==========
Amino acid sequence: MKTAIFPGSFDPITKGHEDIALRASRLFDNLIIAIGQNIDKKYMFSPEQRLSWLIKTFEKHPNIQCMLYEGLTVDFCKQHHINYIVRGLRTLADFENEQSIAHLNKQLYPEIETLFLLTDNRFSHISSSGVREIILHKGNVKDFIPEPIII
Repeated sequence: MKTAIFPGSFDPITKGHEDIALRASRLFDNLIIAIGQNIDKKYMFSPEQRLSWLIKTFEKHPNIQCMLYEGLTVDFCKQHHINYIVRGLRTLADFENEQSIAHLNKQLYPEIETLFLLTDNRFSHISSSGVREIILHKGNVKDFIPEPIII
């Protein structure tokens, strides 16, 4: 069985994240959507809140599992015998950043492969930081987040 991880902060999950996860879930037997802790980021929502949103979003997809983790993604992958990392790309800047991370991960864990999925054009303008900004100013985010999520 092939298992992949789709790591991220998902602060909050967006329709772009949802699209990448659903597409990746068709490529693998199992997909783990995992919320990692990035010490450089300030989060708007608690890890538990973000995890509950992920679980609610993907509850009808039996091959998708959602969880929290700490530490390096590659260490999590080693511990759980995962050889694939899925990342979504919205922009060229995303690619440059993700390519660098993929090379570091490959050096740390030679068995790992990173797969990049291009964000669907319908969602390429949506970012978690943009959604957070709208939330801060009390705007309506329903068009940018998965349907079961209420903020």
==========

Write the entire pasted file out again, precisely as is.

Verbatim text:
Amino acid sequence: MKTAIFPGSFDPITKGHEDIALRASRLFDNLIIAIGQNIDKKYMFSPEQRLSWLIKTFEKHPNIQCMLYEGLTVDFCKQHHINYIVRGLRTLADFENEQSIAHLNKQLYPEIETLFLLTDNRFSHISSSGVREIILHKGNVKDFIPEPIII
Repeated sequence: MKTAIFPGSFDPITKGHEDIALRASRLFDNLIIAIGQNIDKKYMFSPEQRLSWLIKTFEKHPNIQCMLYEGLTVDFCKQHHINYIVRGLRTLADFENEQSIAHLNKQLYPEIETLFLLTDNRFSHISSSGVREIILHKGNVKDFIPEPIII
């Protein structure tokens, strides 16, 4: 069985994240959507809140599992015998950043492969930081987040 991880902060999950996860879930037997802790980021929502949103979003997809983790993604992958990392790309800047991370991960864990999925054009303008900004100013985010999520 092939298992992949789709790591991220998902602060909050967006329709772009949802699209990448659903597409990746068709490529693998199992997909783990995992919320990692990035010490450089300030989060708007608690890890538990973000995890509950992920679980609610993907509850009808039996091959998708959602969880929290700490530490390096590659260490999590080693511990759980995962050889694939899925990342979504919205922009060229995303690619440059993700390519660098993929090379570091490959050096740390030679068995790992990173797969990049291009964000669907319908969602390429949506970012978690943009959604957070709208939330801060009390705007309506329903068009940018998965349907079961209420903020």